US non-profit organisation Consumer Watchdog has claimed that the San Francisco (SF) BottleBank deposit return programme has failed to deliver the results it promised to its consumers.

The programme provides bottle deposit refunds to customers through electronic accounts in exchange for bags of California Redemption Value (CRV) empties taken to supermarket car parks by customers.

Watchdog recently received a review of internal memos alongside the budget of this programme from the state’s recycling regulator CalRecycle, which showed that the pilot has failed to meet its objectives.

The organisation also received a separate set of documents from the city of San Francisco’s Environment Department, under a Public Records Act request, which showcased similar results to the ones found previously.

Starting from 2020 through 2022, the programme used more than $3.6m of state grants used for services and facilities such as labour, trucks, consultants, technology and staff time of the SF Conservation Corps.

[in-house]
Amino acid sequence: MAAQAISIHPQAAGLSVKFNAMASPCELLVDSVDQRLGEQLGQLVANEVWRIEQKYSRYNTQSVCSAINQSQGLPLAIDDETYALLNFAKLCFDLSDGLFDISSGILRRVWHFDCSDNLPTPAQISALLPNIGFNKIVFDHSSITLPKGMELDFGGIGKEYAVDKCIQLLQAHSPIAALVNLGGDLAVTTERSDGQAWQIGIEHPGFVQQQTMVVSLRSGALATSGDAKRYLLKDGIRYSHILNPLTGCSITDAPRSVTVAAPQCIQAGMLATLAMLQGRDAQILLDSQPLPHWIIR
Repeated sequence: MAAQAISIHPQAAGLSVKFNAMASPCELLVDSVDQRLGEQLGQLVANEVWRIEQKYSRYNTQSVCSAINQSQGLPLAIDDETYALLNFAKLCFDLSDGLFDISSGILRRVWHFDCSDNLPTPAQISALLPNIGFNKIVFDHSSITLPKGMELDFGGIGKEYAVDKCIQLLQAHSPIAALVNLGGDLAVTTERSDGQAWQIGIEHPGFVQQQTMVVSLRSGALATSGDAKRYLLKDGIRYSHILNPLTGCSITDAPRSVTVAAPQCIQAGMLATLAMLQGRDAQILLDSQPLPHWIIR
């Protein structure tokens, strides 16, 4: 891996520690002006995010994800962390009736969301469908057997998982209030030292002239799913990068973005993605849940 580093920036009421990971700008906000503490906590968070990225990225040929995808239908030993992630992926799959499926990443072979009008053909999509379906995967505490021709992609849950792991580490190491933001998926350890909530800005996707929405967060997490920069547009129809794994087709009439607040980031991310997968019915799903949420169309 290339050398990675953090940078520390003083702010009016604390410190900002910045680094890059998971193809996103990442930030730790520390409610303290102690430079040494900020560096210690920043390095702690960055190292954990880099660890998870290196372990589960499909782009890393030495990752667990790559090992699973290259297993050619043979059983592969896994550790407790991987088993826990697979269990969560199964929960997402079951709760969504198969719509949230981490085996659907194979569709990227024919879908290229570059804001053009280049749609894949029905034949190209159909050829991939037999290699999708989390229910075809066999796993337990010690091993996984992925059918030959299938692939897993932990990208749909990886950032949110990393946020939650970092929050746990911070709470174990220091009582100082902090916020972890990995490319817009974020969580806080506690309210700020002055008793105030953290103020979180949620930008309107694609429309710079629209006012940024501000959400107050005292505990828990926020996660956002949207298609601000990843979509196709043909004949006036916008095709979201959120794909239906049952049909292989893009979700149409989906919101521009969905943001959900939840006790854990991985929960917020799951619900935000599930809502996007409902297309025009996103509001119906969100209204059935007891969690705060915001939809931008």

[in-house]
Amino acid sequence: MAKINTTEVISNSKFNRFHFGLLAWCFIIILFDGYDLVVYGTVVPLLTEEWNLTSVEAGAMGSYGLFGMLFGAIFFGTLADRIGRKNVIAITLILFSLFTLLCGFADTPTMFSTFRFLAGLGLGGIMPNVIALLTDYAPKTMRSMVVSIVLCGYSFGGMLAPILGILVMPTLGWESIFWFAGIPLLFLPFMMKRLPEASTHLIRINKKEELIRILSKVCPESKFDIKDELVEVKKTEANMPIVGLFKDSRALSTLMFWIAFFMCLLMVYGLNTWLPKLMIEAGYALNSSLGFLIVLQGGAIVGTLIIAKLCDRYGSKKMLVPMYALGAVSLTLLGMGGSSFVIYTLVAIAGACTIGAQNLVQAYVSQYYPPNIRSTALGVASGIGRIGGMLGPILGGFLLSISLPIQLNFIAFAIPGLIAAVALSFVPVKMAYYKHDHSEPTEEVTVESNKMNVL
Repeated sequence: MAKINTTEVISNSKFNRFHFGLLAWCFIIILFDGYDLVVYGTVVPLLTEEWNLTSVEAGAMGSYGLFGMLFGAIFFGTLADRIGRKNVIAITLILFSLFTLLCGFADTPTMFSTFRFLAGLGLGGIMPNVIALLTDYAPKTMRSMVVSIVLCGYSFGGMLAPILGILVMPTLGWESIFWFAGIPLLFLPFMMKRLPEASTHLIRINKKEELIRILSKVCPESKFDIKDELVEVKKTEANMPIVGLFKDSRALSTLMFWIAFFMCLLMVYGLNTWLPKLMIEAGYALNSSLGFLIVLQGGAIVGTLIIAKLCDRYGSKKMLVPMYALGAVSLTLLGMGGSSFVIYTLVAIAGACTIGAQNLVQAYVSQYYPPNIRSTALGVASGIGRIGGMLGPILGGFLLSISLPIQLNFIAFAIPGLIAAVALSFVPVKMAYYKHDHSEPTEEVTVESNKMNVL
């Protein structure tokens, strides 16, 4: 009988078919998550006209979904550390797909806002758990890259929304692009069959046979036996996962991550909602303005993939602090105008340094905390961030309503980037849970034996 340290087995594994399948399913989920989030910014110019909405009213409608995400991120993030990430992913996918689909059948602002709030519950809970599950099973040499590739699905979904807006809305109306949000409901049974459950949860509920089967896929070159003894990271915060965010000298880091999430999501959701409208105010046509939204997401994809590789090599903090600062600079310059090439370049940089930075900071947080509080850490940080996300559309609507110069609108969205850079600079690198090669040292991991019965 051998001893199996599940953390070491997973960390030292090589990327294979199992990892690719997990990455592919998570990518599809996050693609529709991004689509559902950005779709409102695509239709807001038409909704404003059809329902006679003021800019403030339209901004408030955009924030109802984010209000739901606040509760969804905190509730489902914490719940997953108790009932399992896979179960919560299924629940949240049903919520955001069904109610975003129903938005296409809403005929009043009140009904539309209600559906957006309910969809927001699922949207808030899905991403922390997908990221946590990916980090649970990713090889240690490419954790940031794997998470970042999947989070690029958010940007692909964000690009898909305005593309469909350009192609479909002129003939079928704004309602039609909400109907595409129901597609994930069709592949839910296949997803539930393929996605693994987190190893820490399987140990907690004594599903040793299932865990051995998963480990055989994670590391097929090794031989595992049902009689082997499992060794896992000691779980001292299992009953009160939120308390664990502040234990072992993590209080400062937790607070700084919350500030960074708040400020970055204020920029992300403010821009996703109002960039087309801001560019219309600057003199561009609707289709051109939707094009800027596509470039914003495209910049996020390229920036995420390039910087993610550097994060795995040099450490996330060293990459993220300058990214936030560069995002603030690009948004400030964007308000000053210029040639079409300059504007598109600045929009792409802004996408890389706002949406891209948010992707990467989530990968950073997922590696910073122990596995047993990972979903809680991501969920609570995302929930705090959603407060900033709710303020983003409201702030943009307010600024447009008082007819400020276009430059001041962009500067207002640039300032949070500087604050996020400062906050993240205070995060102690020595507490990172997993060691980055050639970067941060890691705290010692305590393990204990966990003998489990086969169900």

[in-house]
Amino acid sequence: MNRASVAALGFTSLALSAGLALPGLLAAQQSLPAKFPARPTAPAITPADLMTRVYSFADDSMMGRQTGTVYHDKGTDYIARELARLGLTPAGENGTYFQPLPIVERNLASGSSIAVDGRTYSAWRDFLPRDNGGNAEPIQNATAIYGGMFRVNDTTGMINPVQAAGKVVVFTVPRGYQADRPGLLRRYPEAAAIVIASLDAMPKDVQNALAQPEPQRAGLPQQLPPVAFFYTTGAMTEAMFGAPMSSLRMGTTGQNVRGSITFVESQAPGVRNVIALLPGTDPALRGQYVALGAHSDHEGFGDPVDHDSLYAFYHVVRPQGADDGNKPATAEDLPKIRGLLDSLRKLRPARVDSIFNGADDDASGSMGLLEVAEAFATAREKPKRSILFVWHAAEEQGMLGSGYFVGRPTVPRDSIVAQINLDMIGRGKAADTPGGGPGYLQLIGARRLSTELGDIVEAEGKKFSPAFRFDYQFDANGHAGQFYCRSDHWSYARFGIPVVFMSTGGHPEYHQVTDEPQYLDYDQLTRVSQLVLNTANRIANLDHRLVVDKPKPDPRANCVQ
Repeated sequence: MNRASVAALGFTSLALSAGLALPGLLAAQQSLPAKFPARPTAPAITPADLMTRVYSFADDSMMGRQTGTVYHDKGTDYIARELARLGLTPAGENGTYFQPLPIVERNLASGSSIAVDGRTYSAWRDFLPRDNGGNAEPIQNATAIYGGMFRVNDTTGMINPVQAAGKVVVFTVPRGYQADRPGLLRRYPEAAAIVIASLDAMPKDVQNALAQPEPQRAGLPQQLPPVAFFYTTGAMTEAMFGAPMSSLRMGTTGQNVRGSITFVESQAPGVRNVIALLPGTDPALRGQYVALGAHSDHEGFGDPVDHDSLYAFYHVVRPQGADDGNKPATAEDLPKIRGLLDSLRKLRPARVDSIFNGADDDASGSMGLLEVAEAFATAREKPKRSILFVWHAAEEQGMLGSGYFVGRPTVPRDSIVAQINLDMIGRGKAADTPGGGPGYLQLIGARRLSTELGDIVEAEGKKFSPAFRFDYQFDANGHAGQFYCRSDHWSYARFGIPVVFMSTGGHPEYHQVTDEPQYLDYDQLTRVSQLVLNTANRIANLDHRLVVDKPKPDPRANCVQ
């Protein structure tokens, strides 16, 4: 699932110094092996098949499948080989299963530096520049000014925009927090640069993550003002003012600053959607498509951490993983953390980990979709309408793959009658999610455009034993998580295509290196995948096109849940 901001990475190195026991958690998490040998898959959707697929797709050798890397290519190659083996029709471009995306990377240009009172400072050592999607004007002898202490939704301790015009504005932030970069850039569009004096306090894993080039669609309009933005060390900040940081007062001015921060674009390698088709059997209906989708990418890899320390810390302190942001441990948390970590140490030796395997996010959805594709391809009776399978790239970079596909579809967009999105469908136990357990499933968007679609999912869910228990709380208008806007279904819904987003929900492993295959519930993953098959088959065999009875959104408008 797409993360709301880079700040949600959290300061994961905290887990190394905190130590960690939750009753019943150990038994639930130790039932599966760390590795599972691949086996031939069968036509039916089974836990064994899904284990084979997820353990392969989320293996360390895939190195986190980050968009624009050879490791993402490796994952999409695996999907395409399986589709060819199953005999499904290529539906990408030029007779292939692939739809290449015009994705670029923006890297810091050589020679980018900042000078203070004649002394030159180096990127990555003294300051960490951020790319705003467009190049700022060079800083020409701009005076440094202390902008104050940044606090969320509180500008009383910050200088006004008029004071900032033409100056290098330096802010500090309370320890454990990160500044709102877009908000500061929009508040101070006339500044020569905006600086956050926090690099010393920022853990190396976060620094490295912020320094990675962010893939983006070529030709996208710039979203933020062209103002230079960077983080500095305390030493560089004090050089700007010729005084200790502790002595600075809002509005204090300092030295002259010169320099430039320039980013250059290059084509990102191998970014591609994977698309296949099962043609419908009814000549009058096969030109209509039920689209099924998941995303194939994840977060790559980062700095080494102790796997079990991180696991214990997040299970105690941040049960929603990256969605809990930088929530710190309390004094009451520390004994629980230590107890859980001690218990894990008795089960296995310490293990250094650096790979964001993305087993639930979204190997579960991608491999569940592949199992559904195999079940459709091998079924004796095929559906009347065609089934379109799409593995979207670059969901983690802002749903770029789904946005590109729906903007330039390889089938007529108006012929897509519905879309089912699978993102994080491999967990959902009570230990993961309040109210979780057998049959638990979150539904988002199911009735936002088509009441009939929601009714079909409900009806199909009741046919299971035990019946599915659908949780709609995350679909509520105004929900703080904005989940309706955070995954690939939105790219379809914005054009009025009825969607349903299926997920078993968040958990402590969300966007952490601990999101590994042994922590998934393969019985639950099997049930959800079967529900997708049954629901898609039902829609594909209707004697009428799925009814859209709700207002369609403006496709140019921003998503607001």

Watchdog revealed that the pilot initiative has only been able to return $143,000 to consumers in terms of redeemed bottles and can CRV deposits. 

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The organisation has now urged the state’s legislature to not provide any additional funding for this mobile pilot initiative and to restore all of the previous take-back obligations of supermarket and retail stores in San Francisco to redeem bottles and cans.

Consumer Watchdog president Jamie Court said: “The BottleBank is broke and a project that costs 79 cents to return a nickel deposit after 15 months of operation is a failed project that does not deserve more funding.

“SF’s experiment reaffirms the national experience, that mobile pilot projects do not work. CalRecycle should take heed as it builds a new bottle deposit system to begin in 2025 under SB [Senate Bill] 1013.”

A coalition of public interest groups sent a letter to CalRecycle’s director Rachel Wagoner last week, suggesting accelerating the implementation of SB 1013.

The letter also urged Wagoner to decrease the number of redemption points from one for every 31,000 Californians to one for every 10,000 Californians.